Europe

Explained: Why the France-U.K. Brexit row over fishing rights continues to drag on

Published : November 05, 2021 15:24 IST

French fishermen held angry protests at Channel Islands ports during the summer. Photo: Oliver Pinel/AP/picture alliance

Fishing, one of the big issues in Brexit talks, remains at the centre of an angry dispute between the U.K. and France.

Brexit's long shadow continues to darken E.U.-U.K. relations. While a bitter row over the Northern Ireland protocol has been the focus for most of 2021, another epicenter of enmity has reemerged from the waters of the English Channel — fishing rights.

In the final days before the E.U. and the U.K. agreed its post-Brexit trade deal last Christmas, known as the Trade and Cooperation Agreement (TCA), fisheries were one of the last stumbling blocks. As with the protocol, something which was agreed less than one year ago has come back to dominate E.U.-U.K. post-Brexit relations and appears to be back up for negotiation.

What's the latest?

France says the U.K. has not upheld its part of the TCA fisheries deal, because it has denied several smaller French boats licenses to fish in U.K. waters. The British say they have not received enough proof that those French vessels previously fished in Channel Island waters or U.K. coastal waters within certain time periods — an apparent requirement for a license.

The dispute reached boiling point last week and has developed into a full-scale political row. The French detained a British trawler and vowed that due to the British refusing to grant licences, they would prevent U.K. boats from landing at French ports. They also threatened to ramp up checks on U.K. imports to France from midnight on November 1, potentially leading to long delays on the British side.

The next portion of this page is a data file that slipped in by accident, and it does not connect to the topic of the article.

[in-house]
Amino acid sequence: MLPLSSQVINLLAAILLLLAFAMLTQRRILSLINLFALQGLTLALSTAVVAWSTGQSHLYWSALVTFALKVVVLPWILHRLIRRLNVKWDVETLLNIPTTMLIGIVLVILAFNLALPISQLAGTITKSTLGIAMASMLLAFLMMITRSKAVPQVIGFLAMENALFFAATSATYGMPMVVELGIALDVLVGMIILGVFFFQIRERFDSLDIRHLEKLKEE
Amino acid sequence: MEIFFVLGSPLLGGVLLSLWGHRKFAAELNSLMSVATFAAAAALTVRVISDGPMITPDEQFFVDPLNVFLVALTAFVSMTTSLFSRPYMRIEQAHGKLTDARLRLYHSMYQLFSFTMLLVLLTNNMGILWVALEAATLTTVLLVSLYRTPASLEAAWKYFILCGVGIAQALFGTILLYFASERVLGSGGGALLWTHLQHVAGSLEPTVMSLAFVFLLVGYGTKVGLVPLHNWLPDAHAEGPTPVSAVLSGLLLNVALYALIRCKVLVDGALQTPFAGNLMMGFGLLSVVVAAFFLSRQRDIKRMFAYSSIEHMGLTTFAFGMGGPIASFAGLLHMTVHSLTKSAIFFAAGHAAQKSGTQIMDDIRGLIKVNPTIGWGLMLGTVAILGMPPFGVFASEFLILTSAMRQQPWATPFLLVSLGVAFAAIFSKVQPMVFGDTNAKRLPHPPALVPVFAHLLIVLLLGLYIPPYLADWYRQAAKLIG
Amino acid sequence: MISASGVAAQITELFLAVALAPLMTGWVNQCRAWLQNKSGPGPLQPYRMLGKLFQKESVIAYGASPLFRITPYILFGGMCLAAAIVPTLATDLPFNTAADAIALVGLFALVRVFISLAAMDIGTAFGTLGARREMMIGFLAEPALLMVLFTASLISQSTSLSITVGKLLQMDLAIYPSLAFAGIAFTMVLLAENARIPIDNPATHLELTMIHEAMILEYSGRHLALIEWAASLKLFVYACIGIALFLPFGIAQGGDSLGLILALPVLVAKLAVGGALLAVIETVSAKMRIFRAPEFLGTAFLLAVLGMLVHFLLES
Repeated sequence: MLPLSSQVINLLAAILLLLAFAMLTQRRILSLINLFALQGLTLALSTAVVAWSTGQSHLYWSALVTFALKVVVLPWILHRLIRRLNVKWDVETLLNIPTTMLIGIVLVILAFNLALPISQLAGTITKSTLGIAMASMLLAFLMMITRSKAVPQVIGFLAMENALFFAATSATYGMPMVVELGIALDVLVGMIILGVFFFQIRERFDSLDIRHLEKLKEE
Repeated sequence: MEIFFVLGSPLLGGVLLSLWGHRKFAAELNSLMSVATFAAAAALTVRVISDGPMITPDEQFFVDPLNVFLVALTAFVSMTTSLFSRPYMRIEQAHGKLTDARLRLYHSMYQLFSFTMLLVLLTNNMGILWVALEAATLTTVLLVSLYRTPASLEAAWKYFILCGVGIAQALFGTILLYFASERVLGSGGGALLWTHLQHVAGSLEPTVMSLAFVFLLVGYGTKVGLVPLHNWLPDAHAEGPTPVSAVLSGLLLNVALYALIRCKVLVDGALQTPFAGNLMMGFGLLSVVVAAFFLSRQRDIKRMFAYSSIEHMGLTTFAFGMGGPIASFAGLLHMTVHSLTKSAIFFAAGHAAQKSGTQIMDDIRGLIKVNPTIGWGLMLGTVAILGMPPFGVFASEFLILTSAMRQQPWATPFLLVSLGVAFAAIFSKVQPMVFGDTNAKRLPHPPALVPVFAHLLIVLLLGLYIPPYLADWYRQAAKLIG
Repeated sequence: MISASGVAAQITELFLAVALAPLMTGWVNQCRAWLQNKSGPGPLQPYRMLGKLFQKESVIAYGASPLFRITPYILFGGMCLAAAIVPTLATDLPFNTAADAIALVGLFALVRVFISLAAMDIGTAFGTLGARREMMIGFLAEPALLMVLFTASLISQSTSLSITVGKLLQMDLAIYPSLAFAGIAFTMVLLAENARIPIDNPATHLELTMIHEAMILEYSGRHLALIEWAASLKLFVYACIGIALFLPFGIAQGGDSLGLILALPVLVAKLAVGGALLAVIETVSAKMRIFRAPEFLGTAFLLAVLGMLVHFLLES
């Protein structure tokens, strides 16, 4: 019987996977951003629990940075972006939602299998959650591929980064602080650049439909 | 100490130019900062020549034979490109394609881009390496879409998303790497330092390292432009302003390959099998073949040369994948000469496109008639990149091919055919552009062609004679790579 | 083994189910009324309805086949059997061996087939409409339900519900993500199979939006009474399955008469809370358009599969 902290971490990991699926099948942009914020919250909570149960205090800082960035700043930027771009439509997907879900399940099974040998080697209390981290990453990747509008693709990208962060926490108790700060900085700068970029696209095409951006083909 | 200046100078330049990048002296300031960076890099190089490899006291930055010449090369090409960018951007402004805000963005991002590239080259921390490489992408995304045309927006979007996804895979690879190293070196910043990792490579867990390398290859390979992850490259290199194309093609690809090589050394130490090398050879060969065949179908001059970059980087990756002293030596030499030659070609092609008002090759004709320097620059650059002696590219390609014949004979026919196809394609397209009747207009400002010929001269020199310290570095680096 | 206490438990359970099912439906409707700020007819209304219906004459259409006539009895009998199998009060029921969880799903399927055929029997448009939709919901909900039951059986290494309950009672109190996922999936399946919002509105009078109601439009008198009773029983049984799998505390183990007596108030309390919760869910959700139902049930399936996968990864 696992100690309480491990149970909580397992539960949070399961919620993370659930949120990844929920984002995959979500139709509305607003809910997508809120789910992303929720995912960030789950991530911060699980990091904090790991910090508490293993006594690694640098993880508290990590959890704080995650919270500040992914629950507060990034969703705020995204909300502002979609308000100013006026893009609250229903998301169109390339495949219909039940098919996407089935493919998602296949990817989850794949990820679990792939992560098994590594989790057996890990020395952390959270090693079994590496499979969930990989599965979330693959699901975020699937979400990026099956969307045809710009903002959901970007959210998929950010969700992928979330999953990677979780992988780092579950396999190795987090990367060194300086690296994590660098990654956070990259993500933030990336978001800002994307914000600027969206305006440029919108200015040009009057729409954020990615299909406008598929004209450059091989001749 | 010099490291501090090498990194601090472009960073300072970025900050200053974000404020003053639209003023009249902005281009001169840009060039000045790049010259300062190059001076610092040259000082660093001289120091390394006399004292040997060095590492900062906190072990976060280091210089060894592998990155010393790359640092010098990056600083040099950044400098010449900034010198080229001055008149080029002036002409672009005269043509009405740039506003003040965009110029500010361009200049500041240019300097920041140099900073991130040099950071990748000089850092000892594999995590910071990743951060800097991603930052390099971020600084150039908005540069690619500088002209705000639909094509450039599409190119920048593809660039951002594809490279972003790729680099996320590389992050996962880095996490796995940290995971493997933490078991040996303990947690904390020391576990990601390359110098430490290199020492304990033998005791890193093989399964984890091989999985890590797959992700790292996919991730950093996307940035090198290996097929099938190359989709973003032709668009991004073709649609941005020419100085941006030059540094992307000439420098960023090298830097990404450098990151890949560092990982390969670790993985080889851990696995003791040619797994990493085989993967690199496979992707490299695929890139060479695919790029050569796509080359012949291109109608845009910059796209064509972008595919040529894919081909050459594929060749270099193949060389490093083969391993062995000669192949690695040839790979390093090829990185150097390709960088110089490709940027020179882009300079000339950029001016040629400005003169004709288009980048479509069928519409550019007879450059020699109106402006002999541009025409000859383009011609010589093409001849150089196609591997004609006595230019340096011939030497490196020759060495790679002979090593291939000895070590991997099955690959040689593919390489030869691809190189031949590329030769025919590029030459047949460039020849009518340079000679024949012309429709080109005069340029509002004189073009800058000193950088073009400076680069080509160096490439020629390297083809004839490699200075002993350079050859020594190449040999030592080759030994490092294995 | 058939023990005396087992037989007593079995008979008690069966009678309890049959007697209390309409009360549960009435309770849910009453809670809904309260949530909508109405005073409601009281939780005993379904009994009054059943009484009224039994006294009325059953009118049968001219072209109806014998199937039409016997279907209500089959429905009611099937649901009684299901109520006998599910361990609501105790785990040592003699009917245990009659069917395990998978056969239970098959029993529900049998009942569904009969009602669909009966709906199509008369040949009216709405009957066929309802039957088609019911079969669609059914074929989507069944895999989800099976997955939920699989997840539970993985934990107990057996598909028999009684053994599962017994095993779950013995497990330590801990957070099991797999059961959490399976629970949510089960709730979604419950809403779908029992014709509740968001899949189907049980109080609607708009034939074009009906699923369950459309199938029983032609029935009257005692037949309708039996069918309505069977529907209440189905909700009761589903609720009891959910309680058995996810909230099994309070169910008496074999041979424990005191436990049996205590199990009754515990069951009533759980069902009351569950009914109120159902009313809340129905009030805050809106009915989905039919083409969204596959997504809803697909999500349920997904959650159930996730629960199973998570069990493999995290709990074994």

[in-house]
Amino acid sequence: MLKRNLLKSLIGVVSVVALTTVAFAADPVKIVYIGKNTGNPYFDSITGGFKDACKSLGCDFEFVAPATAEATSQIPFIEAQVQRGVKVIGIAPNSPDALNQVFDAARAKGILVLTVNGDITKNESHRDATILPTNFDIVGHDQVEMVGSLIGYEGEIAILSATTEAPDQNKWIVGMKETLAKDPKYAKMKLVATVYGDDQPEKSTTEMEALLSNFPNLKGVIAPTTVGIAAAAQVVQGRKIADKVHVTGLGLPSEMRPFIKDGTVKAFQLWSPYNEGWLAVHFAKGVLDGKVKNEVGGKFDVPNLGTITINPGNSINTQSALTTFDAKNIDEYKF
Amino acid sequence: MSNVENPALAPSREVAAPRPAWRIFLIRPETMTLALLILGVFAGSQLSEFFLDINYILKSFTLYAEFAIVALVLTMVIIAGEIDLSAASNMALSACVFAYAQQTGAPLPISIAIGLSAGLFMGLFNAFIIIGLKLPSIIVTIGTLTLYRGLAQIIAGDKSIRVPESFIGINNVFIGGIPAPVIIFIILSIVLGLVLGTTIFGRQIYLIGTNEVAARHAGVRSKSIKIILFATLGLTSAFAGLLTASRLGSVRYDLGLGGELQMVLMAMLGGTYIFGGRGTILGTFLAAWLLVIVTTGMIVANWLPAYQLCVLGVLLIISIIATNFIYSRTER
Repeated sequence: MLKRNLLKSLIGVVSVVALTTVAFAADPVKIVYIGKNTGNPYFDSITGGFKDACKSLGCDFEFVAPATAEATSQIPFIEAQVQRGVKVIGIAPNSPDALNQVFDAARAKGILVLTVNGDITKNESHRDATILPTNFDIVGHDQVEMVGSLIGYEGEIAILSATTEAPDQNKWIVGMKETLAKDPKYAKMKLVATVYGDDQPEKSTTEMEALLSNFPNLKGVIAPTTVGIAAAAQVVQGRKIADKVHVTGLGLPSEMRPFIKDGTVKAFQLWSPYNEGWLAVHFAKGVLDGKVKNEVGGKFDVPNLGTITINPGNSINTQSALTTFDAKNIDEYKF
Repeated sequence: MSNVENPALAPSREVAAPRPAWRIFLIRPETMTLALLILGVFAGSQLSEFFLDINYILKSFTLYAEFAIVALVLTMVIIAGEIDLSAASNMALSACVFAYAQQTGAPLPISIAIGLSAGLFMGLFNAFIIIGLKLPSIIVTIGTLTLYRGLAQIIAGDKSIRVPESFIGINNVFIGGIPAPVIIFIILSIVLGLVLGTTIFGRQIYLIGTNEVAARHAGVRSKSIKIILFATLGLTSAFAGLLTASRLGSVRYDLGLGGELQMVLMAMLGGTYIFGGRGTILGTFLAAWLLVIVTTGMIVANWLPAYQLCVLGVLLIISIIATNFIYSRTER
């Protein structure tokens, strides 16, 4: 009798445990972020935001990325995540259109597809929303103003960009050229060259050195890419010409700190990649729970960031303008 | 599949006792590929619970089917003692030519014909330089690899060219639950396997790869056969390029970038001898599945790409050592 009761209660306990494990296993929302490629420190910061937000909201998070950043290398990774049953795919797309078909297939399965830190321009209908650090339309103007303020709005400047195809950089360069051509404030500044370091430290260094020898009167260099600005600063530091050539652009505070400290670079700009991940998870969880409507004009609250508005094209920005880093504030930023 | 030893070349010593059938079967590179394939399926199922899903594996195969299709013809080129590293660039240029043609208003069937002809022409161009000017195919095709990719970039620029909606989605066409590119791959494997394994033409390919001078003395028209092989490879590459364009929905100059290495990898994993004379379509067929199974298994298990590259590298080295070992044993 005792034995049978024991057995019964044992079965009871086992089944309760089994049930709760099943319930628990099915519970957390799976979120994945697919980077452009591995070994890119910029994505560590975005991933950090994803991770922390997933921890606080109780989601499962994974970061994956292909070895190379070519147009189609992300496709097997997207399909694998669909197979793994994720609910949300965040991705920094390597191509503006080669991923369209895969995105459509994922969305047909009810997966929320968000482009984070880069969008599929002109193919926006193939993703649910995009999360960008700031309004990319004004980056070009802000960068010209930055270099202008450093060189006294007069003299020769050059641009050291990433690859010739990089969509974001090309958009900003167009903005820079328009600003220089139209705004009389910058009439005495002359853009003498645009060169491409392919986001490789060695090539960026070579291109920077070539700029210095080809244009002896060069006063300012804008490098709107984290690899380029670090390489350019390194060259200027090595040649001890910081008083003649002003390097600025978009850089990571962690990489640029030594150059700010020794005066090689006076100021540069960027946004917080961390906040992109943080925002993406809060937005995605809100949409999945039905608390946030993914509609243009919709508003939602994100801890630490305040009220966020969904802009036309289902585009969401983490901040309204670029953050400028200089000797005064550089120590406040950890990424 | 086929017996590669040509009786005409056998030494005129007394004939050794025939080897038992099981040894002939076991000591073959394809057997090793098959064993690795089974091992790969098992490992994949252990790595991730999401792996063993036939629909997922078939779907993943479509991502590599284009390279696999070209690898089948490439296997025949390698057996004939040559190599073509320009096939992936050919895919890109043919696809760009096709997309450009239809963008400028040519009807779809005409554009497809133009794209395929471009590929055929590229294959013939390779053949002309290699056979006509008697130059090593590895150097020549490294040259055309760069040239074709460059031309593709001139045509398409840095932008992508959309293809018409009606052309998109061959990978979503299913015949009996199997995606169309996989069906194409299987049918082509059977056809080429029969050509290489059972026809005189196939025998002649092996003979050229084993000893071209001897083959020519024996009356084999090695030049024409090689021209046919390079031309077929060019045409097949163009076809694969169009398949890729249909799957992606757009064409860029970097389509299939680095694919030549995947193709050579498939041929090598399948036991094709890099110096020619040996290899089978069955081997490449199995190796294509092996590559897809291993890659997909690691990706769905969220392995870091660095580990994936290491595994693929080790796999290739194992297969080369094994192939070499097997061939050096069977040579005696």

However, French President Emmanuel Macron postponed those plans a few hours before the deadline on November 1. "You don't impose sanctions while negotiations are continuing," he said at the COP26 climate conference in Glasgow. Talks between the French and the British are ongoing, mediated by the European Commission. On November 4, U.K. Brexit Minister David Frost will meet with French officials to discuss the issue.

What's the background?

A row over post-Brexit fishing rights between France and the U.K. has been brewing since shortly after the TCA was signed. According to that agreement, boats from the E.U. and U.K. have the right to fish in each other's waters until at least 2026. However, once the post-Brexit transition period ended on December 31, 2020, entirely new data exchange systems for each other's boats had to be established, as the U.K. was now treated as a third country for the E.U.

Both sides had to grant the other licences to fish in their respective waters, if they could show proof of having fished there previously during specific periods. The British say they have so far granted close to 1,700 licences for E.U. boats. The French dispute this figure and claim many of their boats have been unfairly denied licenses.